Here's where the antisemitism is the most obvious. The competing ideas that (Israeli) Jews are generally moral and that Jews are generally immoral are not a coin flip. They do not require the same levels of proof. The bar is much higher to assume malevolence than to assume an innocent explanation, whether we are talking about civil or military matters. Even giving them equal weight is effectively antisemitic. One needs far more proof to claim that Israeli Jews are engaged collectively in the worst human rights crimes imaginable than to assume that they are normal people in difficult circumstances who are doing the best they can. Dismissing any alternate hypotheses to Jewish evil out of hand is antisemitism. 

The South African case at the ICJ assumed that Jews are malevolent. When Bibi Netanyahu invoked Amalek, the South Africans used that as proof of intent to wipe out Palestinians, when in the very same speech Netanyahu made clear that he was referring to Hamas  Their other evidence of intent that they submitted likewise depended on the assumption of Israeli evil.  If the charge had not rested on antisemitic assumptions, meaning that if the South Africans had believed that Jews are no better or worse than any other people, the case falls apart - because every piece of evidence would be seen to have had a non-malevolent explanation.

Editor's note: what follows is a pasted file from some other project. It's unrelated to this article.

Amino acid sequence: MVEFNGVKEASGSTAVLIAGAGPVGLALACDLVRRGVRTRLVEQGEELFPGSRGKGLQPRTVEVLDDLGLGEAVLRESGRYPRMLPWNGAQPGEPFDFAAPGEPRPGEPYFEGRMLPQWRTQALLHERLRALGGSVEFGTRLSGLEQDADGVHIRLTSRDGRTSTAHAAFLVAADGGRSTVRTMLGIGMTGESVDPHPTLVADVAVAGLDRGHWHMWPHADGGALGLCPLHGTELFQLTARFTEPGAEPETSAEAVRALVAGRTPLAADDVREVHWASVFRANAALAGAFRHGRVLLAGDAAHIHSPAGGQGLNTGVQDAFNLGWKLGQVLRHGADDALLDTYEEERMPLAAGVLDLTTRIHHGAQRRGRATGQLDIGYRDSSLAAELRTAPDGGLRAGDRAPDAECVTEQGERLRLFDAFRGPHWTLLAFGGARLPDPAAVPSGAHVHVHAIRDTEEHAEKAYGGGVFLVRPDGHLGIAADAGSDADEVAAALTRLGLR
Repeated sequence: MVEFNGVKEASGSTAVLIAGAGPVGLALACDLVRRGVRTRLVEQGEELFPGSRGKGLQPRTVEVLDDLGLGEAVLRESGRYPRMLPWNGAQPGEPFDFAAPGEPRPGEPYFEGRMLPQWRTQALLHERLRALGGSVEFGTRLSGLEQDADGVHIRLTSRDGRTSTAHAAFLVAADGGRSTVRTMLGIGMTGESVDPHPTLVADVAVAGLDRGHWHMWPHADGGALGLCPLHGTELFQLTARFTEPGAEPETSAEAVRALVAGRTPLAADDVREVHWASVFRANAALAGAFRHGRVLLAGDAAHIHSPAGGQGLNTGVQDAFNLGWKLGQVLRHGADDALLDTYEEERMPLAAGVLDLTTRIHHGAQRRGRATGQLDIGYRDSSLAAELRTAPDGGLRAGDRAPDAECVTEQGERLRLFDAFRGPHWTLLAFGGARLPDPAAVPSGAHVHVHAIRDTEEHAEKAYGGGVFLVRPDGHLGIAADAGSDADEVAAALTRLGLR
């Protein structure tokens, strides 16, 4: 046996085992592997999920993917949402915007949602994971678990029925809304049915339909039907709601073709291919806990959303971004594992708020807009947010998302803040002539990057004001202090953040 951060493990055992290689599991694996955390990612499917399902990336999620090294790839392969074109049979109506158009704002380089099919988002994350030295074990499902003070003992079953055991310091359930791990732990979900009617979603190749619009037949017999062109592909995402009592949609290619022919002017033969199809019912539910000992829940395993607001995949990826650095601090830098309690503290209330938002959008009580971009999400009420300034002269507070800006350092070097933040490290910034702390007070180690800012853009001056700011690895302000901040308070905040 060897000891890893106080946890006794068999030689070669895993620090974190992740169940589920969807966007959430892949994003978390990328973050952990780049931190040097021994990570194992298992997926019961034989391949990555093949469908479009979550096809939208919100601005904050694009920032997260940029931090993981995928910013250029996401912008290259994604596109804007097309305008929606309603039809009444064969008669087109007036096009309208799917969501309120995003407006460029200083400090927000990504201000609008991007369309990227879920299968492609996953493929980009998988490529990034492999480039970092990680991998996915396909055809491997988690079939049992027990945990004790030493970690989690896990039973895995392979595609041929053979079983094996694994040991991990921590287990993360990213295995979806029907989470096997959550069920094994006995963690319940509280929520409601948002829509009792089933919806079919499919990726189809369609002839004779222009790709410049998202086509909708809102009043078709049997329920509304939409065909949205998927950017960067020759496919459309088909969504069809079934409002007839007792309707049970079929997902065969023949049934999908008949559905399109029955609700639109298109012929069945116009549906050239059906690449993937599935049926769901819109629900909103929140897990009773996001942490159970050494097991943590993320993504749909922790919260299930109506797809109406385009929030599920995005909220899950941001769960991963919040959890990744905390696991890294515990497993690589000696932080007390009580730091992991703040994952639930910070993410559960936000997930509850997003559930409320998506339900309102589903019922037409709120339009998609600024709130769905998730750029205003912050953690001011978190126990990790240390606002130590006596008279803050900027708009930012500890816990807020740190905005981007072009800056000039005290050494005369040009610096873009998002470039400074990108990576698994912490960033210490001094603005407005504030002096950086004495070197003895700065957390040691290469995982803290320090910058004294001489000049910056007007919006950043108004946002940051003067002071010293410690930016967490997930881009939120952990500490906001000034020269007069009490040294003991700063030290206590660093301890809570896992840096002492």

Torture of Gaza detainees

Recently, UNRWA wrote a short report describing alleged torture by in Israeli detention facilities of Gaza detainees. 

I have no idea whether any of these allegations are true. If Israeli authorities are guilty of torture against the law, they should be punished.